As head of the New Jersey Hospital Association, Betsy Ryan takes a modest view of her own efforts to reduce infant mortality rates, birth defects and premature births.
Recently, she received the March of Dimes’ Visionary Award for the research and improvements in early childhood health she has championed in her role as president and CEO of the NJHA. “The award I got was really recognition of work done by a few people at NJHA and our members,” Ryan said.
Ryan has also worked to implement The Affordable Care Act, which broadens the availability of health insurance to many people who previously could not afford it; combat the rise of infections powerfully resistant to current forms of treatment; and reduce the cost of hospital care in response to increasing pressure from the government and insurance industry.
With the March of Dimes’ focus on the prevention and treatment of childhood disease and the Affordable Care Act providing health insurance to a greater population, more people will be able to receive regular checkups and care which would in turn prevent the spread and severity of illness. Ryan’s award emphasizes the NJHA’s support of these efforts and commitment to help implement the Affordable Care Act throughout the state, she said.
A different program that the NJHA has been involved with has been the Partnership for Patients, an initiative by U.S. Department of Health and Human Services to improve the quality, safety and affordability of health care in the United States. “We were lucky enough to be selected by Medicare and Medicaid Services for Partnership for Patients,” said Ryan. The program has two main goals: One is to keep patients from getting injured or sicker, and the other is to help patients to heal without complications that prolong their time under a doctor’s care.
The Partnership program aims to reduce hospital acquired infections by 40 percent and reduce re-admissions by 20 percent compared to 2010 levels. The Partnership program at the NJHA was granted a one-year extension last year owing to the quality of their work with the hospitals of New Jersey and related improvements in care, Ryan said. However, with the NJHA’s Partnership contract coming to an end and with health care through the Affordable Care Act increasing in popularity and strength, Ryan and her team are now putting greater emphasis on hospital cost and quality of care.
For example, Ryan explained that some choices physicians make, such as choosing a more expensive hip replacement over the lower-cost option when both are of the same high quality, could cause unnecessarily high expenditures. “The key is to provide quality health care in a low-cost setting,” Ryan said.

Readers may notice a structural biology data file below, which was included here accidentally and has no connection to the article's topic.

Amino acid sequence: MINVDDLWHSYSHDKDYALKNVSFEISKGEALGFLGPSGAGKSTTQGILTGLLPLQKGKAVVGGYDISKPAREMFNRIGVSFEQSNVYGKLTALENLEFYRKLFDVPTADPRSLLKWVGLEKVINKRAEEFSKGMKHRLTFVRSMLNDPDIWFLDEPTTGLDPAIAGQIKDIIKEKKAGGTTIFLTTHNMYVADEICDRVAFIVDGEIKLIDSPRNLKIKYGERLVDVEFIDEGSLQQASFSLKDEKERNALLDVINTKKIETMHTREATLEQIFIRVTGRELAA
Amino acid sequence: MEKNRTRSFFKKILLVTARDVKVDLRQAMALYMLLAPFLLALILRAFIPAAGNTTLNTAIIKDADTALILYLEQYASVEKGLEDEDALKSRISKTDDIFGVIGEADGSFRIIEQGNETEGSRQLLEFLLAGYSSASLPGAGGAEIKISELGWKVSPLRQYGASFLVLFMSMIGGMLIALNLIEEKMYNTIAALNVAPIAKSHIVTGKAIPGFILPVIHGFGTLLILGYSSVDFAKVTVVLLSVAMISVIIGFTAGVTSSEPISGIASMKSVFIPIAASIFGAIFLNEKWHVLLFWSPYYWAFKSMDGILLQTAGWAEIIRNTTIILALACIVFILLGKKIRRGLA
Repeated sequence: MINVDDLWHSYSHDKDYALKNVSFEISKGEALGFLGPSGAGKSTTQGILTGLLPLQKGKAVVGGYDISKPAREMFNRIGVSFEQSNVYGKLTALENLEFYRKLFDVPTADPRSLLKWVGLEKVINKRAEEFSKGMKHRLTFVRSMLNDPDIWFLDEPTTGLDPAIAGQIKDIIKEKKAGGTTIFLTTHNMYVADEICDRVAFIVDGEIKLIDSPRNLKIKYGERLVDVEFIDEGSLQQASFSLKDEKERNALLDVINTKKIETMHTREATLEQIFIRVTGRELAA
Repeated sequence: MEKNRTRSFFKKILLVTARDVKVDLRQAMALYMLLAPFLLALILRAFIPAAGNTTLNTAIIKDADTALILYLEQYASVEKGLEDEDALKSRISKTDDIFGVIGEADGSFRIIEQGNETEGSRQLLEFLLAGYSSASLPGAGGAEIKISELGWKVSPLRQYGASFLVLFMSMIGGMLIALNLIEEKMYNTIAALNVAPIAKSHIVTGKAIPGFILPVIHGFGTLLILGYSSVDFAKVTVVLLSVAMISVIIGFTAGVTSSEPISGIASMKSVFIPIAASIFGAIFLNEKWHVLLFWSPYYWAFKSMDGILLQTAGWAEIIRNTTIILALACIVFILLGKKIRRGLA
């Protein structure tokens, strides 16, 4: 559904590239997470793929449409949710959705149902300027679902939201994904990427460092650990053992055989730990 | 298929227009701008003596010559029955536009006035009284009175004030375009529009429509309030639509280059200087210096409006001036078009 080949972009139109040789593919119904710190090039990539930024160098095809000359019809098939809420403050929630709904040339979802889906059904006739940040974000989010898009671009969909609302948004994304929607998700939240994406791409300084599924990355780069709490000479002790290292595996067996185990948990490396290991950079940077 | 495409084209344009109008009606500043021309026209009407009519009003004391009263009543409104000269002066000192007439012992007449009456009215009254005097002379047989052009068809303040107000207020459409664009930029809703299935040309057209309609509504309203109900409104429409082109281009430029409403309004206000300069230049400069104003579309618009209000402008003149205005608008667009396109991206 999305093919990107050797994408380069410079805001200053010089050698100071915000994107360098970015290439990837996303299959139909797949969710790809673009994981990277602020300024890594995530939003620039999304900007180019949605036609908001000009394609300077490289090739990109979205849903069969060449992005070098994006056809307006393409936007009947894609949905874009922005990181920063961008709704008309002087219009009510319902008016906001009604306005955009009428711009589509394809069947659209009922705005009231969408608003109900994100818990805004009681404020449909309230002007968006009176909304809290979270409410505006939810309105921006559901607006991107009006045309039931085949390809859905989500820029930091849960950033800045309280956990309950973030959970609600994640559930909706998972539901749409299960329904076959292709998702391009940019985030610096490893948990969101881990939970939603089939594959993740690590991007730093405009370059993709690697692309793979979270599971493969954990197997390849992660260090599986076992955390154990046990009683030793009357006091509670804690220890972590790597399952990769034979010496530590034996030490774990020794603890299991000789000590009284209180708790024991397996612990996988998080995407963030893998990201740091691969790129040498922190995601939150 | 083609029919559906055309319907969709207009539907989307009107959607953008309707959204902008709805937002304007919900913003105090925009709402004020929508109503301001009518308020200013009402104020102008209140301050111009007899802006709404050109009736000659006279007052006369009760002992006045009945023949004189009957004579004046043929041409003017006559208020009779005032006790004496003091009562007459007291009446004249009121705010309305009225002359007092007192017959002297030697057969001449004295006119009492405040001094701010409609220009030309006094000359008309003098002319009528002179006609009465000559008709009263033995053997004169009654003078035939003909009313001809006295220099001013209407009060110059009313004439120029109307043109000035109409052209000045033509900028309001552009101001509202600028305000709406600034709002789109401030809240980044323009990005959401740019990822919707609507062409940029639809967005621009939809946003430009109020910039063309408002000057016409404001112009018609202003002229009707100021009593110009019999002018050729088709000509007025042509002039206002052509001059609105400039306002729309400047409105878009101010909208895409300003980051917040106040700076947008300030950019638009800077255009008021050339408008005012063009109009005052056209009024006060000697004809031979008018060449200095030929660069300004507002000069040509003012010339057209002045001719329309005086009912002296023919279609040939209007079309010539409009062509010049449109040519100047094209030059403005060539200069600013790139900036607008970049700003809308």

Another way the NJHA plans on reducing costs is to minimize premature births and caesarian sections and other types of pregnancy problems. “Things we are doing are ensuring that when the patient leaves they know the plan for follow-up care,” said Ryan. For example, treatment specialists are working to make sure that patients obtain their prescriptions and attend required doctor’s appointments.
Another important thing that the NJHA must focus on re-admission rates, Ryan said. Under the Affordable Care Act, hospitals may be penalized if patients are frequently re-admitted within 30 days of original treatment; even if it is not to the same hospital they first received treatment. “In terms of re-admissions, that’s a tough one for us and we’re working on it,” said Ryan.
Ryan said she believes that with more people receiving insurance the number of people who opt for better health care will rise, which will in turn help improve the quality of care given to more people. “I think it is early on in the evolution of the implementation of the health care act, but I think giving more people insurance is the right thing to do,” Ryan said.
In her future work with the NJHA, she plans to address such issues as maternal hemorrhaging during delivery, maternal-fetal harm and breast feeding rates. Ryan, a Florence resident, stepped into her post at NJHA in 2008. Her previous roles have included a law practice in Burlington County, assistant counsel under former Democratic Gov. Jim Florio, and chief of staff of the state Department of Health.